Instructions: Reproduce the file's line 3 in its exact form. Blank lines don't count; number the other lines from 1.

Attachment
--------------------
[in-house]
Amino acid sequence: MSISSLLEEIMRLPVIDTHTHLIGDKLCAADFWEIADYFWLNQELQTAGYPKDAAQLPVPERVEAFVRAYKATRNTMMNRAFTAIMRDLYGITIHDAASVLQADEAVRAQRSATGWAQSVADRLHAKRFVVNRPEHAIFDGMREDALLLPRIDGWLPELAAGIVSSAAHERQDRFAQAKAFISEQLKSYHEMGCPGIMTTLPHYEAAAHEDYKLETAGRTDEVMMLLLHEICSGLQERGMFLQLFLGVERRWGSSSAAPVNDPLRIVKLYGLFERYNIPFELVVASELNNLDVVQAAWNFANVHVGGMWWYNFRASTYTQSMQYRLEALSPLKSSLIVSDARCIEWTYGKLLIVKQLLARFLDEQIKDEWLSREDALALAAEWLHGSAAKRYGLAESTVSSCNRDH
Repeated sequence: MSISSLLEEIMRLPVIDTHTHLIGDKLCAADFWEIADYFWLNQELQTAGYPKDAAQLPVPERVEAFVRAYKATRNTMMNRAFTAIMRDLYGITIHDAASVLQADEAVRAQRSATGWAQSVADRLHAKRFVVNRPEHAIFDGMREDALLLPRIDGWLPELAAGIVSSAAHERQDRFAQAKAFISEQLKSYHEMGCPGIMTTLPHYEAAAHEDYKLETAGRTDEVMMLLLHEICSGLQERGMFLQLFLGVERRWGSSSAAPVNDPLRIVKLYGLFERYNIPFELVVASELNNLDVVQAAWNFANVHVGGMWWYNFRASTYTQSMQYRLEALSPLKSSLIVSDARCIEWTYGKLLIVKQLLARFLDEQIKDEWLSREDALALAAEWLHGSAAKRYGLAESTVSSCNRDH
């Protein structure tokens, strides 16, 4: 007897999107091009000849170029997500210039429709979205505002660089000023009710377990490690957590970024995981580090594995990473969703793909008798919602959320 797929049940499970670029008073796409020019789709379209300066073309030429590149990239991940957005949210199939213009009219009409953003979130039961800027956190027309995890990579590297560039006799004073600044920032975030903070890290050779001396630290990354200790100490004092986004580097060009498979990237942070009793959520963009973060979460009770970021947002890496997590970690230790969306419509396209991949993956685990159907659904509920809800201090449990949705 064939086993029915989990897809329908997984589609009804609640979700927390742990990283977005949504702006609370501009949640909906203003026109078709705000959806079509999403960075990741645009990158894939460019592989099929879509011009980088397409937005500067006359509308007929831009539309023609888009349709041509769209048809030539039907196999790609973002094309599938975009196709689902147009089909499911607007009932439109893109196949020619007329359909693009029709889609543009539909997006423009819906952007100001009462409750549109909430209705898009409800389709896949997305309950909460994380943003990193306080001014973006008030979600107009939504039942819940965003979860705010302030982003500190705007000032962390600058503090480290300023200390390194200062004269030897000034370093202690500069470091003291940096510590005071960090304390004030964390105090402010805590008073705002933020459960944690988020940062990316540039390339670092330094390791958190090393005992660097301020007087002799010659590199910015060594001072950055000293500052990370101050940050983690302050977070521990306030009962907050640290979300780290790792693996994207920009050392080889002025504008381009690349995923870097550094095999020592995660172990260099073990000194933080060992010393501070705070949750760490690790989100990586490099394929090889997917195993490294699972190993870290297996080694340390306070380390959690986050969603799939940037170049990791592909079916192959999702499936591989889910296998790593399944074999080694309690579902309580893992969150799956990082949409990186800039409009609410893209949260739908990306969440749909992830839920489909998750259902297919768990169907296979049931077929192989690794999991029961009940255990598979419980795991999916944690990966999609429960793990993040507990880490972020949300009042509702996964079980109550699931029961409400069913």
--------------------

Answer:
Repeated sequence: MSISSLLEEIMRLPVIDTHTHLIGDKLCAADFWEIADYFWLNQELQTAGYPKDAAQLPVPERVEAFVRAYKATRNTMMNRAFTAIMRDLYGITIHDAASVLQADEAVRAQRSATGWAQSVADRLHAKRFVVNRPEHAIFDGMREDALLLPRIDGWLPELAAGIVSSAAHERQDRFAQAKAFISEQLKSYHEMGCPGIMTTLPHYEAAAHEDYKLETAGRTDEVMMLLLHEICSGLQERGMFLQLFLGVERRWGSSSAAPVNDPLRIVKLYGLFERYNIPFELVVASELNNLDVVQAAWNFANVHVGGMWWYNFRASTYTQSMQYRLEALSPLKSSLIVSDARCIEWTYGKLLIVKQLLARFLDEQIKDEWLSREDALALAAEWLHGSAAKRYGLAESTVSSCNRDH